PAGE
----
Theater Review - Les Miserables (NY)

Back on Broadway, the musical affectionately called “Les Miz” is darker and edgier than ever .

 

Amazing but true! Victor Hugo's novel, “Les Misérables,” written in French, 1,500 pages, has resonated internationally since 1862. The longest running Tony award-winning musical based on it with Music by Claude Michel Schonberg, lyrics by Herbert Kreitzmer with original French text by Boubil and Jean-Marc Natel, continues to play all over the world. The  recent film was a hit, and now, a stunning new production from England adapted by Trevor Nunn and John Caird  has opened  at Broadway's Imperial Theatre and there is no doubt it will be there for a long time. 

 

Brilliantly Directed by Laurence Connor and James Powell with new lush orchestrations by Christopher Jahnke, Stephen Metcalfe and Stephen Brooker, Set and Image Design by Matt Kinley inspired by the paintings by Victor Hugo, Projections realized by Fifty-Nine Productions, Paule Constable's black and blue lighting and Andreanne Neofitou and  Christine Rowland's ebullient costumes bring an edginess and deepness to an emotional story.

 

But in a musical like Les Misérables, where the score is so powerful,  it is the voices that are all important. And what a cast!!! Ramin Karimloo, who is Persian and Canadian, is splendid as Jean Valjean, the man who begins at the bottom of life's rope and ends up on top. Of course, everyone is compared to Colm Wilkenson, who originated the role and has an electric quality to his voice that is indescribable. However, Karimloo's voice is mellifluous and soaring in every wonderful song. “Soliloquy,” “Who Am I,” “In My Life,” and “Bring Him Home” have never sounded better. He is a convincing actor as well, struggling from rags to riches, fleeing from Javert, the marvelous Will Swenson, who gives a strong rendition of “Stars” and “Soliloquy,” restoring the role to its proper stardom.  Valjean keeps up a pace helping people like Fantine, the beauteous Cassie Levy, and her daughter, Little Cossette (Mckayla Twiggs), and grown Cosette. the lovely Samantha Hill, protecting Marius, by dragging him through a sewer; as Marius, a sweet Andy Mientus, delivers in the tearjerker, “Empty Chairs and Empty Tables.” Nikki M. James, Tony award winner for “The Book of Mormon,” is a welcome surprise as Eponine, in love with Marius.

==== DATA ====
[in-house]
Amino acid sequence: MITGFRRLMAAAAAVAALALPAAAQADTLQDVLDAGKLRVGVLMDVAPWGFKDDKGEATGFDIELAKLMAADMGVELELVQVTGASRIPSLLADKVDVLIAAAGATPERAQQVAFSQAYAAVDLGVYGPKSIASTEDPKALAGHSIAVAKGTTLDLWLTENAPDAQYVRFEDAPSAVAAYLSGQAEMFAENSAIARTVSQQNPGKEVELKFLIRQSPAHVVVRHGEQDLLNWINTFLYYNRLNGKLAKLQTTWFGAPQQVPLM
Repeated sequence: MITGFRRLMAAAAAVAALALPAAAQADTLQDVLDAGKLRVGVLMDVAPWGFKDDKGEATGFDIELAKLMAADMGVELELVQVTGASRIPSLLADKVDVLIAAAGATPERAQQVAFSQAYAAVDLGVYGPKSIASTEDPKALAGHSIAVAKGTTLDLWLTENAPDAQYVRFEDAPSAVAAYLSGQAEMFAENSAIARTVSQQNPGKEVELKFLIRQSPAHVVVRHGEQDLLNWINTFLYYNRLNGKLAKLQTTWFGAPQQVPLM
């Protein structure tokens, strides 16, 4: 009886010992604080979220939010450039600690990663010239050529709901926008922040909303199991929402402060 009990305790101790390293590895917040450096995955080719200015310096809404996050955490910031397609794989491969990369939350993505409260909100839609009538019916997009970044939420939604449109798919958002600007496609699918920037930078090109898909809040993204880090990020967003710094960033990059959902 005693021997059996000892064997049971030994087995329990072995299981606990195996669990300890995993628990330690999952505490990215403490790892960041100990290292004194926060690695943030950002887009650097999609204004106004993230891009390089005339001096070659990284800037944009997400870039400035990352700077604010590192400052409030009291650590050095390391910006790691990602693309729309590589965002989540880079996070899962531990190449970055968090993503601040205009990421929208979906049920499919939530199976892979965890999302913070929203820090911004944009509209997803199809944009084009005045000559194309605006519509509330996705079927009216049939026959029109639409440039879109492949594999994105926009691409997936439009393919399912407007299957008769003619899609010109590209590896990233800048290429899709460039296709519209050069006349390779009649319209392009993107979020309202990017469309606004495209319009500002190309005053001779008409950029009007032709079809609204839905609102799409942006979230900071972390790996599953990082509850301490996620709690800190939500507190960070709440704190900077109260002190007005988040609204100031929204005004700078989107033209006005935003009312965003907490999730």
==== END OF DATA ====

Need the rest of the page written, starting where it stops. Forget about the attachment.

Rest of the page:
Then there are the low-life bumptious barkeeps, Thenardier and his wife. Cliff Saunders and Keala Settle are wonderfully crude rustics, who lend repulsive humor to the proceedings with my favorite number, “Master of the House.”  We must discuss the young men and women who participate in the failed revolution. We are not sure what exact battle this was; there were many I imagine.  Kyle Scatliffe as Enjolras is impressive as he leads his passionate friends into the jaws of death, singing “One Day More.”  And hats off to the gifted Gaten Matarazzo, who makes the little boy Gavrotte, a hero!     

 

“Les Misérables” is a revival which reminds us of all the positives in the show. At the Imperial Theatre. 

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